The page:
The Best Super Bowl Commercial Ever
Once again this year, the Super Bowl is bringing anticipation not only for the game itself but also, in what has become what can only be described as something that Don Draper could only have dreamed about, the commercials that will be run during breaks in the game. According to reports, thirty seconds of commercial time during the game this year will cost an advertiser upwards of $4,000,000, although there are apparently exceptions to that rule for advertisers who but multiple spots during the game. That makes this yet another year in which the cost of running an ad has increased over what it cost the previous year. Given the fact that we’re talking about an event that will likely once again break all time viewership ratings, and the fact that the fracturing of the media world into multiple cable networks and online streaming viewing opportunities, it’s not surprising that networks like Fox, along with the NFL, would seek to capitalize on the eagerness of advertisers to get as many eyeballs as possible or that advertisers would eagerly put the money on the table.
Perhaps the most interesting part of all of this is the extent to which the commercials themselves have become part of the shared cultural experience of Super Bowl Sunday. In addition to recapping the game, tomorrow morning’s coverage on shows like Today and Good Morning America, along with the morning shows on the three cable news networks, will once again focus on the commercials and, in many cases, play video of those commercials either in whole or in part, thus giving advertisers even more bang for their buck. In recent years, advertisers have gotten into the game even further by utilizing websites such as YouTube to re;ease preview versions of the commercials they’ll be running during the game, or indeed the entire commercial itself as Budweiser did several days ago with its “Puppy and Clydesdale” commercial.
Notwithstanding all the money and all the talk, though, Michael Hiltzik at The Los Angeles Times contends that a commercial that ran thirty years ago during Super Bowl XVIII remains the best Super Bowl commercial ever:
Of course it’s Apple’s “1984” ad for the original Macintosh computer.
The ad ran in its full 60-second length only once on national television–during the third quarter of Super Bowl 18, on Jan. 22, 1984. (It was shown a month earlier on a TV station in Twin Falls, Idaho, to preserve its eligibility for advertising awards, and subsequently with previews in some movie theaters.)
Directed by Ridley Scott, who already had “Alien” and “Blade Runner” under his belt, this is the ad that created the Super Bowl’s annual commercial frenzy that today bores so many of us silly. For 30 years, ad agencies and their clients have been trying to top it, but no one has come close. Instead we’ve gotten three decades of (let’s face it) lame disappointments–funny ads, emotional ads, sexy ads, animated and live-action ads, glossily professional and do-it-yourself ads. Yawn.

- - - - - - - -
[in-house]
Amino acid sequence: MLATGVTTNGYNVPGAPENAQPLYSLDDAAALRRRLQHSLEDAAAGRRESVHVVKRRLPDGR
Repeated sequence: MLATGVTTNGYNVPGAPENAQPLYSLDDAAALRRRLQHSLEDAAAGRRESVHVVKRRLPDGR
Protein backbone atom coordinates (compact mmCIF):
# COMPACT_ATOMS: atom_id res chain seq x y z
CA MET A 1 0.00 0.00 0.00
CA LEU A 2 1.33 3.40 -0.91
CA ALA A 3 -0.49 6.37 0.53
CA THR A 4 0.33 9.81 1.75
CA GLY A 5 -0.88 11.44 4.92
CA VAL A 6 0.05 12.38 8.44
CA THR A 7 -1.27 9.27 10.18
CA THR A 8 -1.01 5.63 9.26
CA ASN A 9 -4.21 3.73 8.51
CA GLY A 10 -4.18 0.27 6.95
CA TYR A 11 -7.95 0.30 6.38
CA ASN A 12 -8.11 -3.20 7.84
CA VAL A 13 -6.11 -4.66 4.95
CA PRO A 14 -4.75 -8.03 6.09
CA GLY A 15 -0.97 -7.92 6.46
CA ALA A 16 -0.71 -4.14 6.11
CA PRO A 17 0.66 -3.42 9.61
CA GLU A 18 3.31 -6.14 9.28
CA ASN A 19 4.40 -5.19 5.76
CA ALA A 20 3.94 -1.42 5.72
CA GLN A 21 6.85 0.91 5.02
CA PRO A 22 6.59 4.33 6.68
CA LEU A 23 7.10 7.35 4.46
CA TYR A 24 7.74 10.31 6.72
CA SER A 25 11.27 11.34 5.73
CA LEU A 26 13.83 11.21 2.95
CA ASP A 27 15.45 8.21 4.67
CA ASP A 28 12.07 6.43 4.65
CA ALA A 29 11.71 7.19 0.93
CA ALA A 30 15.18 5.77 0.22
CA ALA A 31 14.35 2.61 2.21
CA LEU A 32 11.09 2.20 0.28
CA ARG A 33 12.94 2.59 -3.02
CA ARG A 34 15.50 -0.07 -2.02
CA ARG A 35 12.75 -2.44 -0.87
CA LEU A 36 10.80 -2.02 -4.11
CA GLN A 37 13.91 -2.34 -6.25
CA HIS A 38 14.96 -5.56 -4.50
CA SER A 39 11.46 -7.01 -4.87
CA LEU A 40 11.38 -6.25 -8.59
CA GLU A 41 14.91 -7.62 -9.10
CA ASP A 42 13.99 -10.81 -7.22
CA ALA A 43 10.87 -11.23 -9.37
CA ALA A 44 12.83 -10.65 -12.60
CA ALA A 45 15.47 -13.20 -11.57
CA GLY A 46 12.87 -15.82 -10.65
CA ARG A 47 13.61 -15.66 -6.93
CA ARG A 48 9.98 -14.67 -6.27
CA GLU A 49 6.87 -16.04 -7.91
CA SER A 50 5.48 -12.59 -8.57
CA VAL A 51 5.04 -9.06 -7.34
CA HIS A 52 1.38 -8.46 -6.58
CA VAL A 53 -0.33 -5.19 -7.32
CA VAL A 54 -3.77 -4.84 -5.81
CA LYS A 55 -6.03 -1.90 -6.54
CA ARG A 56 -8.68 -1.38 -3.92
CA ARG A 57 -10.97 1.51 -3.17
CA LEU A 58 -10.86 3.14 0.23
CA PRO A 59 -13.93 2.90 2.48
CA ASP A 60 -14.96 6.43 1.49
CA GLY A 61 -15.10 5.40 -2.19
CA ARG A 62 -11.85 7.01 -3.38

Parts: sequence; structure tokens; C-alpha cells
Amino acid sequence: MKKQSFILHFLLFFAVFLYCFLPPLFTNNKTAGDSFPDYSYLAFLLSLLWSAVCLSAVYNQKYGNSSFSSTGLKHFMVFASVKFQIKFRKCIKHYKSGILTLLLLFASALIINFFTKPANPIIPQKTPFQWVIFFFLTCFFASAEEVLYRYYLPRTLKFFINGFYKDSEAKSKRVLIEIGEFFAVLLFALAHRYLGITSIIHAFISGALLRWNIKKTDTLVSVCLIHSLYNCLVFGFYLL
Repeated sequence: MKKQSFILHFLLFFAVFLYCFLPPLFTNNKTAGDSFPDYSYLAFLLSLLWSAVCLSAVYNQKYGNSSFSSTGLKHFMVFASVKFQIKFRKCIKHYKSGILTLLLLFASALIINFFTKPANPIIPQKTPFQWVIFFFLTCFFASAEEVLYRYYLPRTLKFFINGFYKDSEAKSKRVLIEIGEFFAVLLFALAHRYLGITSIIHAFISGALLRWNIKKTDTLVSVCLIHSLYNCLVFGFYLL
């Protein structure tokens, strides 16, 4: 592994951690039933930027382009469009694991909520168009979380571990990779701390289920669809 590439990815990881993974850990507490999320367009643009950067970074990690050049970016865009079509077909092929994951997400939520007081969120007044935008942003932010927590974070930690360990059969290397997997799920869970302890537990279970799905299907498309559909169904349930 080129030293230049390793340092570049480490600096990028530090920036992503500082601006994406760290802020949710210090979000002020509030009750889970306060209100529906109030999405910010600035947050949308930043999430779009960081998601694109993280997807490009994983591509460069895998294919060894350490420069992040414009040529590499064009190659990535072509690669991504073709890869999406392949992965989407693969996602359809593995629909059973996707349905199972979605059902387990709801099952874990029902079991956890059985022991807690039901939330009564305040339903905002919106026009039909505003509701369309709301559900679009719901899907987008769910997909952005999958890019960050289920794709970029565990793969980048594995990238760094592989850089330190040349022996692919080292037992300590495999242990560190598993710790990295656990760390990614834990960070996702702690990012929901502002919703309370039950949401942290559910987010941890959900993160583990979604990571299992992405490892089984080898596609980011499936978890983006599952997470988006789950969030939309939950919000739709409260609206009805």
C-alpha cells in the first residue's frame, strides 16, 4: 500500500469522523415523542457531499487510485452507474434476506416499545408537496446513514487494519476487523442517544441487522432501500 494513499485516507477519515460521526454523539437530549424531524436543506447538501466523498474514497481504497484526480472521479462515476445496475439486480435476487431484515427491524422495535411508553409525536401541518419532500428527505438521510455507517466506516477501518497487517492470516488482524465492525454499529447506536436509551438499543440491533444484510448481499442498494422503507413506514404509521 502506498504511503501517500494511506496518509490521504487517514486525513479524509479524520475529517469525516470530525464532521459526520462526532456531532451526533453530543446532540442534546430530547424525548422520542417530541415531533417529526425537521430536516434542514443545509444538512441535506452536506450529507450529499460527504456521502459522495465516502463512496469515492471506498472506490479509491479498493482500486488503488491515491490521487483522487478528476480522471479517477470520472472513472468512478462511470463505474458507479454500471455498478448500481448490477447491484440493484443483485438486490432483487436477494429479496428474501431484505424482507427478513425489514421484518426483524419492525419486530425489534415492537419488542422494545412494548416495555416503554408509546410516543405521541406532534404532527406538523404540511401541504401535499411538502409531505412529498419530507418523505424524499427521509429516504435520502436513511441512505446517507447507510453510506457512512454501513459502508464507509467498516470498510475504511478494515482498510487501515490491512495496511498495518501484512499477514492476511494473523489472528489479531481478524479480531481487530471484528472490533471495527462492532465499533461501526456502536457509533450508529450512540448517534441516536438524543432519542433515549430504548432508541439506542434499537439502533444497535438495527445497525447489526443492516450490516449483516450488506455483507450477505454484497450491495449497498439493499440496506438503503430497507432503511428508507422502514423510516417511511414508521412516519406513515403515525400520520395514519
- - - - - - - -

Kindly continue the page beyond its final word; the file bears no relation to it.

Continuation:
Judging TV commercials by their artistic content is often an exercise in condescension, but there’s no denying that Ridley Scott’s product is a marvel of concise storytelling (and marketing). That the ad ran in 1984 was happenstance, but Apple’s ad agency, Chiat/Day, certainly made the most of the confluence with Orwell’s “1984.” The ad featured gray-garbed drones marching in step to a Big Brother’s Stalinist harangue, interrupted by a lithe tank-topped blond chased by storm troopers. Just before fade-out comes the pitch: “On January 24, Apple Computer will introduce Macintosh. And you’ll see why 1984 won’t be like ‘1984.’”
It’s hard to think of a television commercial whose history is so thoroughly documented as “1984.” A chronicling by veteran Apple historian Owen Linzmeyer can be found here. The hardest part to cast, the rebellious blond, went to a British discus thrower named Anya Major because she could spin around to launch her liberating mallet at the video image of Big Brother without getting dizzy.
Hiltzik goes on to note that the ad almost didn’t run. While Apple founder Steve Jobs loved the concept, CEO John Scully and much of the Board of Directors did not. This was, you’ll recall, the point in Apple’s tumultuous early history when Jobs was on his way to being forced out the door of the company he had co-founded with Steve Wozniak (who even at that point had largely removed himself from day-to-day operations at the company), only to return triumphantly a decade later and, after some fits and starts, move the company into the 21st century company we know today. In the end, Apple’s marketing executives decided to go forward with the ad, and the rest his history.
Is Hiltzik right that this is best Super Bowl commercial in history? Well, for one thing it’s kind of hard to say otherwise when you’re talking about something that was directed by someone who has been nominated for, and won, the most prestigious awards in filmmaking and is the man behind such mega-hits as Alien, Blade Runner, and Gladiator. It’s also hard to think of any single commercial that people still talk about thirty years after it aired, although the Lyndon Johnson “Daisy” ad, which turns fifty years old this year, may be one exception to that rule. When it comes to Super Bowl commercials, though, the Apple “1984” ad remains iconic and, indeed, seems to have become part of the culture itself.
So, yes, I’ll have to agree with Hiltzik on this one. Apple and Ridley Scott together created what remains the best Super Bowl commercial ever.